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Phanta Max Super-Fidelity DNA Polymerase is a new generation superior enzyme based on Phanta DNA Polymerase. Compared with the previous generation, Phanta Max has added the unique elongation factor, specificity-enhancing factor and plateau phase anti-inhibitor factor, which greatly improves the long-fragment amplification ability, amplification specificity and amplification yield. Phanta Max can efficiently amplify up to 40 kb simple templates (e.g. λDNA, plasmids), 20 kb complex templates (e.g. genomic DNA) and 10 kb cDNA. The amplification error rate of Phanta Max is 53-fold lower than that of conventional Taq DNA Polymerase and 6-fold lower than that of Pfu DNA Polymerase. In addition, Phanta Max has a good resistance to PCR inhibitors and can be used for direct PCR amplification of bacteria, fungi, plant tissues, animal tissues, and even whole blood samples. Phanta Max contains two monoclonal antibodies inhibiting the 5'→3' polymerase activity and 3'→5' exonuclease activity at room temperature, which enable it to perform hot start PCR with great specificity. Amplification products are blunt-ended, which are compatible with ClonExpress and TOPO cloning kits (Vazyme #C112/C113/C115/C601).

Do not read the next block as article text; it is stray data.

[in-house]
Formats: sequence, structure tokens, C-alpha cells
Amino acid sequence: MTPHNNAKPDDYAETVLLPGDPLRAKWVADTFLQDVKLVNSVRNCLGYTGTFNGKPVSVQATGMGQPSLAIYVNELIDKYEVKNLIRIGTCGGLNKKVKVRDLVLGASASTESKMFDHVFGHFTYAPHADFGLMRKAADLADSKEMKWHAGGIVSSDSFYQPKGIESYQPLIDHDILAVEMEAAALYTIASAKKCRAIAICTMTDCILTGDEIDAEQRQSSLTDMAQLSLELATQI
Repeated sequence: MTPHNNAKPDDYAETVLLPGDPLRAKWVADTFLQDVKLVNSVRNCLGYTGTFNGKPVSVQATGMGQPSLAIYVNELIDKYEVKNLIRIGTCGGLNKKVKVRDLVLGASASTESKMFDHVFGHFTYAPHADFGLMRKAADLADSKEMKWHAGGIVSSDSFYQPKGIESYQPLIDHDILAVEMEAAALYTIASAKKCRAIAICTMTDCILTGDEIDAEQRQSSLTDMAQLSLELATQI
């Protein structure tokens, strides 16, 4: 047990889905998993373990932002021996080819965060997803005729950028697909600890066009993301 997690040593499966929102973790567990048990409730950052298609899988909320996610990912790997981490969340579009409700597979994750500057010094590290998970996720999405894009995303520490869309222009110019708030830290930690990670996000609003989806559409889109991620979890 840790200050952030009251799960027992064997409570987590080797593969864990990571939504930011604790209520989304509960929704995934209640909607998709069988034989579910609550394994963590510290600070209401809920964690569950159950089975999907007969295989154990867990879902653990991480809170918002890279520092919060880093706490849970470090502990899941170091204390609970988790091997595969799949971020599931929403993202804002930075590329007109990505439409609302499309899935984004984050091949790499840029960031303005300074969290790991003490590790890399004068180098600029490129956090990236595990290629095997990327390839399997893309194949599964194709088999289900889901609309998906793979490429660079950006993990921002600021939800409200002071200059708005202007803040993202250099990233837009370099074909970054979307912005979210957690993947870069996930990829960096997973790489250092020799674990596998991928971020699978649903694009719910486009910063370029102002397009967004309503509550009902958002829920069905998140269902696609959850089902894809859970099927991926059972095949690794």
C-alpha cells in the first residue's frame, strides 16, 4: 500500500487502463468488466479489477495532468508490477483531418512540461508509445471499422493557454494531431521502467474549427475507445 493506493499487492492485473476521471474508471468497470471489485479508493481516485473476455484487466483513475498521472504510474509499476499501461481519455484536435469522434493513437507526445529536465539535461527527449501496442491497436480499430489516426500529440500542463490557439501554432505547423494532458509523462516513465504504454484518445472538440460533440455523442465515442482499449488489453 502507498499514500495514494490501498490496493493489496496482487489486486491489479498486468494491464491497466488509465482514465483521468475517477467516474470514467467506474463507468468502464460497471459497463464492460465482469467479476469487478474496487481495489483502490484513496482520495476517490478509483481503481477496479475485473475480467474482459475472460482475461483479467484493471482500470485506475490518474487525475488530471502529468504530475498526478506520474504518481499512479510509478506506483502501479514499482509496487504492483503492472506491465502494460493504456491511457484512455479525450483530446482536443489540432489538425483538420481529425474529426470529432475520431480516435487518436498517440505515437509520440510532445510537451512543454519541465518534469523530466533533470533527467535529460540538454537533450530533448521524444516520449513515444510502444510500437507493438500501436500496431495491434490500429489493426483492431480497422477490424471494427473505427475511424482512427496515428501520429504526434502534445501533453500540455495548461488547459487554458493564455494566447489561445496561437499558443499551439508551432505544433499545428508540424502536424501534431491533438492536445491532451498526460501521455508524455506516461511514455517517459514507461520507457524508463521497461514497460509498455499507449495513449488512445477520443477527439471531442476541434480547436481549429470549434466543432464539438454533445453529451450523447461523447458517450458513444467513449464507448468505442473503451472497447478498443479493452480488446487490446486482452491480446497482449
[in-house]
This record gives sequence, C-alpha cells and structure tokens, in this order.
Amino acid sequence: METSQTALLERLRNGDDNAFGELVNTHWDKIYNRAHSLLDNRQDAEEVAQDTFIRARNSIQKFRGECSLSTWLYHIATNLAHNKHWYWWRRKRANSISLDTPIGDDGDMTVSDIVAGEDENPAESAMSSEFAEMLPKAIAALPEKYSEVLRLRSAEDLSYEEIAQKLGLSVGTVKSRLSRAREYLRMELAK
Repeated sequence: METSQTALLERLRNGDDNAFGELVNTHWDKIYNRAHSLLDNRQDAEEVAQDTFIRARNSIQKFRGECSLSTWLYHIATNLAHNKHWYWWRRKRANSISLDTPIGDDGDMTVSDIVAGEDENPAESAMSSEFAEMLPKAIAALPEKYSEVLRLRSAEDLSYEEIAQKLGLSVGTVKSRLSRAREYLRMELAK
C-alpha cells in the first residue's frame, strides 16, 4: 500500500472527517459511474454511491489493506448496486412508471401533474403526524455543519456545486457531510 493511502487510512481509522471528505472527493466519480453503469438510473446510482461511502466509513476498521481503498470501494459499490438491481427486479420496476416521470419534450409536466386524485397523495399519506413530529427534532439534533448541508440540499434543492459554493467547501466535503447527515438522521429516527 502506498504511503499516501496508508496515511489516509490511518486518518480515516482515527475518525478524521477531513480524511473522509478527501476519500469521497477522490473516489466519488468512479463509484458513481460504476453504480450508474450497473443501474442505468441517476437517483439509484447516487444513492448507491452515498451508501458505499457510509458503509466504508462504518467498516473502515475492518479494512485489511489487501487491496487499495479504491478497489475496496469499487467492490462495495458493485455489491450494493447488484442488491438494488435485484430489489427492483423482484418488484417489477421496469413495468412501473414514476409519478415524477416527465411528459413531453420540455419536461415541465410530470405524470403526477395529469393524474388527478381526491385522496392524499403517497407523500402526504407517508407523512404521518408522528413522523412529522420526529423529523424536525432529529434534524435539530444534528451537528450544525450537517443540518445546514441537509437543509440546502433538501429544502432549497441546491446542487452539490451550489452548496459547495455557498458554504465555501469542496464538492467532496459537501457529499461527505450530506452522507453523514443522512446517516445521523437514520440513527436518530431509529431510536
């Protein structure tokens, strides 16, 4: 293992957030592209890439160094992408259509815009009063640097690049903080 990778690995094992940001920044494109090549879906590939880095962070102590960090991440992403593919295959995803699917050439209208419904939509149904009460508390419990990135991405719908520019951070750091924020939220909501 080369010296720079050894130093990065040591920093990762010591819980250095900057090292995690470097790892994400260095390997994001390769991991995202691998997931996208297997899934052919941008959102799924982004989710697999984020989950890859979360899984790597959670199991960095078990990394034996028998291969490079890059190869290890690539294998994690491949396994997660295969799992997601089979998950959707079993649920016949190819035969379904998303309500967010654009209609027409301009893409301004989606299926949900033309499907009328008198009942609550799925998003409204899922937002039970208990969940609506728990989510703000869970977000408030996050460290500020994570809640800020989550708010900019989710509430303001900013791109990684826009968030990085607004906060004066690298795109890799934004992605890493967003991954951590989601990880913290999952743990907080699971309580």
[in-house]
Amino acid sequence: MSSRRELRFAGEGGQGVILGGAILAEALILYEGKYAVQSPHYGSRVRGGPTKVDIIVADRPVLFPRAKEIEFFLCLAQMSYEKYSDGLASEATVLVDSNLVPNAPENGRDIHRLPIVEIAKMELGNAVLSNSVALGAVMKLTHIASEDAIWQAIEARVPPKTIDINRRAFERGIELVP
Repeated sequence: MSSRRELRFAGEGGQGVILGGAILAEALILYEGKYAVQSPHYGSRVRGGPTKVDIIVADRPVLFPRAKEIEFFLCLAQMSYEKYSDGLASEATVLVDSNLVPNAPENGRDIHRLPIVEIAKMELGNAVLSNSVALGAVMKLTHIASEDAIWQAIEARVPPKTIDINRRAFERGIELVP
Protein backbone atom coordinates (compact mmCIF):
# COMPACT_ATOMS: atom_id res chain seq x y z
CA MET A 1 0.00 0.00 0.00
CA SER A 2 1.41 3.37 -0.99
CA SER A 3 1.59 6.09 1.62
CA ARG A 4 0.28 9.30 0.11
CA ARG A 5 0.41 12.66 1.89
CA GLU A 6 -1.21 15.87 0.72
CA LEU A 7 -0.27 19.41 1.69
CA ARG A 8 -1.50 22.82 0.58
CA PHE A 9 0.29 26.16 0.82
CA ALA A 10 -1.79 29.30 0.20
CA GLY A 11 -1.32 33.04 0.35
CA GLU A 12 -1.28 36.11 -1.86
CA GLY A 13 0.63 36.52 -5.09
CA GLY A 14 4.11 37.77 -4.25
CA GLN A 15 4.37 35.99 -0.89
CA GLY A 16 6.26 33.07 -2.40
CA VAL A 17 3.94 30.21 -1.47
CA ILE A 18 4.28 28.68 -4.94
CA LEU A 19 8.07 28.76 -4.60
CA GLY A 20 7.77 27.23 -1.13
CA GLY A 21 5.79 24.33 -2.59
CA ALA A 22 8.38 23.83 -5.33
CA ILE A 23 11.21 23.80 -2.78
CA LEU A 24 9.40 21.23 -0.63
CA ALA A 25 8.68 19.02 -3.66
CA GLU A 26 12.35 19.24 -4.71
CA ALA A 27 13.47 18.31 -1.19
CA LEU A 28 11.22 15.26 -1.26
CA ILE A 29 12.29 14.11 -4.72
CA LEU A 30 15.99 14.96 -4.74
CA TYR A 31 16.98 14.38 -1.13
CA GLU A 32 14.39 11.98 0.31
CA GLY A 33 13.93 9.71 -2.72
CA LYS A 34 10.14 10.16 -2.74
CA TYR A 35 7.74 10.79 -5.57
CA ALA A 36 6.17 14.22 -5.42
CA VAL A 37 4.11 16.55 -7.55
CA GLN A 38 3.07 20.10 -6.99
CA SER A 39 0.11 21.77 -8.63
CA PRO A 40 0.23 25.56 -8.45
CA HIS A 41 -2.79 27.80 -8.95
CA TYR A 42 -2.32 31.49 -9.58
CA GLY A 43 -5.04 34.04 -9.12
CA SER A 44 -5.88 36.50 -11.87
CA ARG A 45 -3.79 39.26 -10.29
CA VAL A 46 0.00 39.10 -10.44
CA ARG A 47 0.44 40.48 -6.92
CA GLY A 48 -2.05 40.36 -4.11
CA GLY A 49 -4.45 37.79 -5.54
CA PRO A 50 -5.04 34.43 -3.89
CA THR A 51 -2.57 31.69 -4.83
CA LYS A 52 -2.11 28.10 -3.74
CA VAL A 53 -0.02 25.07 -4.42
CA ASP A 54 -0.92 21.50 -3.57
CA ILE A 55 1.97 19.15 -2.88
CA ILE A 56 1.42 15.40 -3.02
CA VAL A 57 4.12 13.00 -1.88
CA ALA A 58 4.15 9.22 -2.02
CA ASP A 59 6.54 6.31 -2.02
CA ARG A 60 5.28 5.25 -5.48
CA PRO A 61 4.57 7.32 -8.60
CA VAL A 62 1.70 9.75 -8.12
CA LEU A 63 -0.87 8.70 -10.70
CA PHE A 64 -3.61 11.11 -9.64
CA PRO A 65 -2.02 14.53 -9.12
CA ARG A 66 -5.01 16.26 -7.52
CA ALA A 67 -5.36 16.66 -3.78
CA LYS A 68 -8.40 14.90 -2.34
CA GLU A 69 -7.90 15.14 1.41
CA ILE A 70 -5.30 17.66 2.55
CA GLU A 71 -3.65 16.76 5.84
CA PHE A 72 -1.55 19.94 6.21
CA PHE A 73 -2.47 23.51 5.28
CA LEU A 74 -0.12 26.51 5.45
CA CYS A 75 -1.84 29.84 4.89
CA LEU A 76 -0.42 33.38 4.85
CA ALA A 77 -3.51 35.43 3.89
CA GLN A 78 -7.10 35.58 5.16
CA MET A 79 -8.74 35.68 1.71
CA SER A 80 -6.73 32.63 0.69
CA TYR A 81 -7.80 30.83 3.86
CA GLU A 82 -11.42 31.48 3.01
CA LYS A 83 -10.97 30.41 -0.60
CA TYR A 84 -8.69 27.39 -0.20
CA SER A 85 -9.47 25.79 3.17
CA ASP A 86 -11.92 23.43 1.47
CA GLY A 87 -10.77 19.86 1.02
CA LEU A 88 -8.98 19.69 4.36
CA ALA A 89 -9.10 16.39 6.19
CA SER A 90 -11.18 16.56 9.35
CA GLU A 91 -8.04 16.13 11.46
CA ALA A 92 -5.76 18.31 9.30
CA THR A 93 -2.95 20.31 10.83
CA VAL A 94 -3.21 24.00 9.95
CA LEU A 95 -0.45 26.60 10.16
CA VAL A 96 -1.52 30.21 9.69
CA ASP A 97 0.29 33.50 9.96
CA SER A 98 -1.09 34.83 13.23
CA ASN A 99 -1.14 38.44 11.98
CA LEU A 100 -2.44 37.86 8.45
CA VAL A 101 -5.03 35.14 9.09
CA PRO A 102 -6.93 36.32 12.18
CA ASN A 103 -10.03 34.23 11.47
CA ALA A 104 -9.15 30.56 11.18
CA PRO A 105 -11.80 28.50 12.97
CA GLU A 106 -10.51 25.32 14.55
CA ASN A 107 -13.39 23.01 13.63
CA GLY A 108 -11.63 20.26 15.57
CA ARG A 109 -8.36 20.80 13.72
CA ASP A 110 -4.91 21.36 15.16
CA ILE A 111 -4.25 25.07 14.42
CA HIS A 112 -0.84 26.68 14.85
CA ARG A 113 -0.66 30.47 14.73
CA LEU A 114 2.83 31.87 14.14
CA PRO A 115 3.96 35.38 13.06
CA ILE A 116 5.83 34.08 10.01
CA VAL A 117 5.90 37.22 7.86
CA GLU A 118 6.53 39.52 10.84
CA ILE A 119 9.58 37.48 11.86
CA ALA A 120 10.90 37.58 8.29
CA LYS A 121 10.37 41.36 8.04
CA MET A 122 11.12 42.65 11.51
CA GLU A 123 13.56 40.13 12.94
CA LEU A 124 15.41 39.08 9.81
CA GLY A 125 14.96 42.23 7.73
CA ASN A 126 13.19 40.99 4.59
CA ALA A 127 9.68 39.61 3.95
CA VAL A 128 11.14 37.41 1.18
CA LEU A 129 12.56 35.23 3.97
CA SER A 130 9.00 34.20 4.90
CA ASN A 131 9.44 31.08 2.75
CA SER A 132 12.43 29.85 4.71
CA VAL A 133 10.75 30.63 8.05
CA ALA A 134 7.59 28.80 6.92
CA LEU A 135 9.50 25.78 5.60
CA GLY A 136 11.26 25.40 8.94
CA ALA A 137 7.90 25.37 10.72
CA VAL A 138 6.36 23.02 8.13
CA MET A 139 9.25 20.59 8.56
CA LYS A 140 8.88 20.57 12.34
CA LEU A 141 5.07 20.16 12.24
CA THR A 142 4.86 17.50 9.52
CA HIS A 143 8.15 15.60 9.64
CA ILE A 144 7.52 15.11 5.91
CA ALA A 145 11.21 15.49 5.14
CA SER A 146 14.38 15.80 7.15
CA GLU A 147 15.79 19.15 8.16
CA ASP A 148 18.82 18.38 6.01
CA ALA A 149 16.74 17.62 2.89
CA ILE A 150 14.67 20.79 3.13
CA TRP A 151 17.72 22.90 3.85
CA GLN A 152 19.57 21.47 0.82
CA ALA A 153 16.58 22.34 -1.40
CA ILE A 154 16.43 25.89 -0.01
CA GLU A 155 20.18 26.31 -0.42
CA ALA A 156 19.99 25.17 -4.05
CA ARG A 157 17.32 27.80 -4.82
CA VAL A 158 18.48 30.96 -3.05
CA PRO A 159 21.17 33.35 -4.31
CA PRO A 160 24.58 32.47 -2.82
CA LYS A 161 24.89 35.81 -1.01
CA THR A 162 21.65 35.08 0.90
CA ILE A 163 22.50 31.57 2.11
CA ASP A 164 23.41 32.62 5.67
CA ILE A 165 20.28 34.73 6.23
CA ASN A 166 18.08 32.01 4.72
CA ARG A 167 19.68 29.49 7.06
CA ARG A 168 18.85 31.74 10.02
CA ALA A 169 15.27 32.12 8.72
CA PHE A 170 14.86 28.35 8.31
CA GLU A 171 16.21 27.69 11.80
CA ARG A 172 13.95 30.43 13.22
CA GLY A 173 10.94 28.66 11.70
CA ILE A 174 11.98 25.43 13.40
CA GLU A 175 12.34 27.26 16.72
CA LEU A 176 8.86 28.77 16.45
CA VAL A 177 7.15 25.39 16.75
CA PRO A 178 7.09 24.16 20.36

The fidelity is 52 times that of Taq DNA Polymerase and 6 times that of Pfu DNA Polymerase;
The amplification speed is 4-150 times that of conventional polymerase;
The optimized buffer system is widely applicable to various templates;
Ready-to-use premix, minimizing experimental steps
Store at -30 ~ -15℃ for up to 18 months, and transport at ≤0℃.
▲ Avoid repeated freezing and thawing.
Q1: The amplification efficiency is low and there are no amplified bands in the test group.
A1: (1) Primers
Check whether the synthetic primers have degraded due to improper storage; review primer design and use BLAST to examine primer specificity or redesign primers.